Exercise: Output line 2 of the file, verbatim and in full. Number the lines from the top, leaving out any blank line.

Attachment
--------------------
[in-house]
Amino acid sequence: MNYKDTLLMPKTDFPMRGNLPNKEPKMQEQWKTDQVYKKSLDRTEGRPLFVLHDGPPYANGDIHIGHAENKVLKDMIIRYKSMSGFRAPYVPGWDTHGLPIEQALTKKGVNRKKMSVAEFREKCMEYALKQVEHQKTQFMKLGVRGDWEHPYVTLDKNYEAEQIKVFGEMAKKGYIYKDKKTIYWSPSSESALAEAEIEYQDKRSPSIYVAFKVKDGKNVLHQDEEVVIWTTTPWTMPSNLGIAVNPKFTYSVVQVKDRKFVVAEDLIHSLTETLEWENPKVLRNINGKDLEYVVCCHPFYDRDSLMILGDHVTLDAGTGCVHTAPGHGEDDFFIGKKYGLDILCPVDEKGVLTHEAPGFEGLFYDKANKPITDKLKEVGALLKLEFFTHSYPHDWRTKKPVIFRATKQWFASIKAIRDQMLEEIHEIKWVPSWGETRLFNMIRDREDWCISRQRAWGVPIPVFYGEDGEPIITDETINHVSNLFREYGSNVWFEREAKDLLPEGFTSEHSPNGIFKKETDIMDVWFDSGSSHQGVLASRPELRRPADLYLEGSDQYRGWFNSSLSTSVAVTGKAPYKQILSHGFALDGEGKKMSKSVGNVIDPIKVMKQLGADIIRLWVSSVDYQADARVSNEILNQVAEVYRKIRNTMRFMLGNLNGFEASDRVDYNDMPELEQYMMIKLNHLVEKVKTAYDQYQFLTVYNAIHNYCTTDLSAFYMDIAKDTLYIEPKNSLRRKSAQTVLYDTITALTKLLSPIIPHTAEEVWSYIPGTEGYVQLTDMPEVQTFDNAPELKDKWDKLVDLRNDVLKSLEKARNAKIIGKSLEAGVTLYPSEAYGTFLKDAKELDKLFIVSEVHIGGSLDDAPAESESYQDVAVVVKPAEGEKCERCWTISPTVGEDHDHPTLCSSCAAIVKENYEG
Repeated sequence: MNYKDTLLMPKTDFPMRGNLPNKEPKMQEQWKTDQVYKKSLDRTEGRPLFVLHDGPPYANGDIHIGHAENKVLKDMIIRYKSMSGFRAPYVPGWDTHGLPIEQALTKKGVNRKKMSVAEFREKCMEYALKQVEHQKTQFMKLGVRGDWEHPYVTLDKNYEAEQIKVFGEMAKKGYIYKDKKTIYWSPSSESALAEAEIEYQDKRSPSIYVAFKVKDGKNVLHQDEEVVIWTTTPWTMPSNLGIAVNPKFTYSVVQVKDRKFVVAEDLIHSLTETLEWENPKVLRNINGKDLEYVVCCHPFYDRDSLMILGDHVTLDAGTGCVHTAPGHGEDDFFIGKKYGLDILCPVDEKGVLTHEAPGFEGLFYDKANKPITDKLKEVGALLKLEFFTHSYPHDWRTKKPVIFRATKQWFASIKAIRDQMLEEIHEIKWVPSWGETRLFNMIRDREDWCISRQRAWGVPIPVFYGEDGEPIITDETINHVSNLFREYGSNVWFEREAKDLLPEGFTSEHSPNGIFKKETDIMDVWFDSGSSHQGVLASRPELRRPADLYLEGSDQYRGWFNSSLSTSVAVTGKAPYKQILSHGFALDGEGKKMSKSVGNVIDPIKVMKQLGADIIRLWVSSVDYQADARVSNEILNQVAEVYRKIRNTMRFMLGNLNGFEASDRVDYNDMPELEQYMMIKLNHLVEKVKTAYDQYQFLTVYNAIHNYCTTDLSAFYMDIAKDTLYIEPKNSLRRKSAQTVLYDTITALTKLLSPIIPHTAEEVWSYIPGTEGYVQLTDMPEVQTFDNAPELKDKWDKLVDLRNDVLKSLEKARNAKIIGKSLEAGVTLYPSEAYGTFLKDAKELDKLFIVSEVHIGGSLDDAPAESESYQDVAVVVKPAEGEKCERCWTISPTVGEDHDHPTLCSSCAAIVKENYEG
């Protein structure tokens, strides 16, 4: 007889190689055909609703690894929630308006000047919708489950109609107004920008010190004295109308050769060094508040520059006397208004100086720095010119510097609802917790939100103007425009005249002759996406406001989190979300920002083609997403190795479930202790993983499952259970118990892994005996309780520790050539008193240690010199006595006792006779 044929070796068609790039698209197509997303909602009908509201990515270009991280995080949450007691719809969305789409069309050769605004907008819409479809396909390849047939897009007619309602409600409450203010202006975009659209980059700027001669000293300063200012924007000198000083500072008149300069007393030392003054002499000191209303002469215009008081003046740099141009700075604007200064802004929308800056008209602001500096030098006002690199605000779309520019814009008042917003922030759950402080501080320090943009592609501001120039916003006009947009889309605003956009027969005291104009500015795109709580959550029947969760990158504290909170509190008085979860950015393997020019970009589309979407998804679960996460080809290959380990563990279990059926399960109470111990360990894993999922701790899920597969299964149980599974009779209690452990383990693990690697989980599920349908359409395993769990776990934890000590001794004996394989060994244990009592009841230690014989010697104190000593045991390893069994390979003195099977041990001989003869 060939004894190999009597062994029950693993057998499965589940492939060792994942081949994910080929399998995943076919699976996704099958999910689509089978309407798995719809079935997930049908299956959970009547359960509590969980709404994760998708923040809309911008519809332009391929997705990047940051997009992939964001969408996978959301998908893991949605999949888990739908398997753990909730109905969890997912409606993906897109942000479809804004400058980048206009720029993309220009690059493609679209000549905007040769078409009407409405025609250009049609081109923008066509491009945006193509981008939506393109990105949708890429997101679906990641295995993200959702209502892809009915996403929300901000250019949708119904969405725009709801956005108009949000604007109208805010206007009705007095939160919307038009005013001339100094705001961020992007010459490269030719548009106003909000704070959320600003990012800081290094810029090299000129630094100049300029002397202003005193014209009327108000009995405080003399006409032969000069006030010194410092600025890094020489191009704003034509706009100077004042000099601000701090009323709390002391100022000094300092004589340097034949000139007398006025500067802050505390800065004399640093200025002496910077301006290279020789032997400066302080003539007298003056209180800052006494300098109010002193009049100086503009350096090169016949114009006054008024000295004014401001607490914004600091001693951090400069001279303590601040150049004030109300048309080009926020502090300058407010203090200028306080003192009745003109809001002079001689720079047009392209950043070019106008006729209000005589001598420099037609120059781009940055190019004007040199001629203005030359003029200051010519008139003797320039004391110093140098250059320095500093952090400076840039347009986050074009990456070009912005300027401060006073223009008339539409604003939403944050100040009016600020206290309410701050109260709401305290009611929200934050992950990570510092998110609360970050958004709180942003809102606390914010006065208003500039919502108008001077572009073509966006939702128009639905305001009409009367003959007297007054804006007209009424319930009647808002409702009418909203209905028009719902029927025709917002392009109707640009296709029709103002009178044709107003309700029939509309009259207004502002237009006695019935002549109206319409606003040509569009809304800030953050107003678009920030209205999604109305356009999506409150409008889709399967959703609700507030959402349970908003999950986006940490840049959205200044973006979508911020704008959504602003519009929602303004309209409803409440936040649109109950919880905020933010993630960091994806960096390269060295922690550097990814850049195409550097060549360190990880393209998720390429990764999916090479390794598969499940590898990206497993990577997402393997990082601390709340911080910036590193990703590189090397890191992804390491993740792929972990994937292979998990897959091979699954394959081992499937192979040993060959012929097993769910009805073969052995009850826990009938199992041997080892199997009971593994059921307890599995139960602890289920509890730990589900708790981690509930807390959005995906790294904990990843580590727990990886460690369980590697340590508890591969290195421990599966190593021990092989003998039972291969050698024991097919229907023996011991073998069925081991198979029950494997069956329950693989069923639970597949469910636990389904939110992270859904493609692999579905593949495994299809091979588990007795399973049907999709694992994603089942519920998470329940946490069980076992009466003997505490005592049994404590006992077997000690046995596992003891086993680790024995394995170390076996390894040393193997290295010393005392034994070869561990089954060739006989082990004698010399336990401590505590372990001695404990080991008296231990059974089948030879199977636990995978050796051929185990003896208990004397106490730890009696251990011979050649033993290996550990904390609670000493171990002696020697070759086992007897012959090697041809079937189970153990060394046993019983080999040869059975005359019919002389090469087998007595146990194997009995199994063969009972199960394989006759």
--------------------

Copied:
Amino acid sequence: MNYKDTLLMPKTDFPMRGNLPNKEPKMQEQWKTDQVYKKSLDRTEGRPLFVLHDGPPYANGDIHIGHAENKVLKDMIIRYKSMSGFRAPYVPGWDTHGLPIEQALTKKGVNRKKMSVAEFREKCMEYALKQVEHQKTQFMKLGVRGDWEHPYVTLDKNYEAEQIKVFGEMAKKGYIYKDKKTIYWSPSSESALAEAEIEYQDKRSPSIYVAFKVKDGKNVLHQDEEVVIWTTTPWTMPSNLGIAVNPKFTYSVVQVKDRKFVVAEDLIHSLTETLEWENPKVLRNINGKDLEYVVCCHPFYDRDSLMILGDHVTLDAGTGCVHTAPGHGEDDFFIGKKYGLDILCPVDEKGVLTHEAPGFEGLFYDKANKPITDKLKEVGALLKLEFFTHSYPHDWRTKKPVIFRATKQWFASIKAIRDQMLEEIHEIKWVPSWGETRLFNMIRDREDWCISRQRAWGVPIPVFYGEDGEPIITDETINHVSNLFREYGSNVWFEREAKDLLPEGFTSEHSPNGIFKKETDIMDVWFDSGSSHQGVLASRPELRRPADLYLEGSDQYRGWFNSSLSTSVAVTGKAPYKQILSHGFALDGEGKKMSKSVGNVIDPIKVMKQLGADIIRLWVSSVDYQADARVSNEILNQVAEVYRKIRNTMRFMLGNLNGFEASDRVDYNDMPELEQYMMIKLNHLVEKVKTAYDQYQFLTVYNAIHNYCTTDLSAFYMDIAKDTLYIEPKNSLRRKSAQTVLYDTITALTKLLSPIIPHTAEEVWSYIPGTEGYVQLTDMPEVQTFDNAPELKDKWDKLVDLRNDVLKSLEKARNAKIIGKSLEAGVTLYPSEAYGTFLKDAKELDKLFIVSEVHIGGSLDDAPAESESYQDVAVVVKPAEGEKCERCWTISPTVGEDHDHPTLCSSCAAIVKENYEG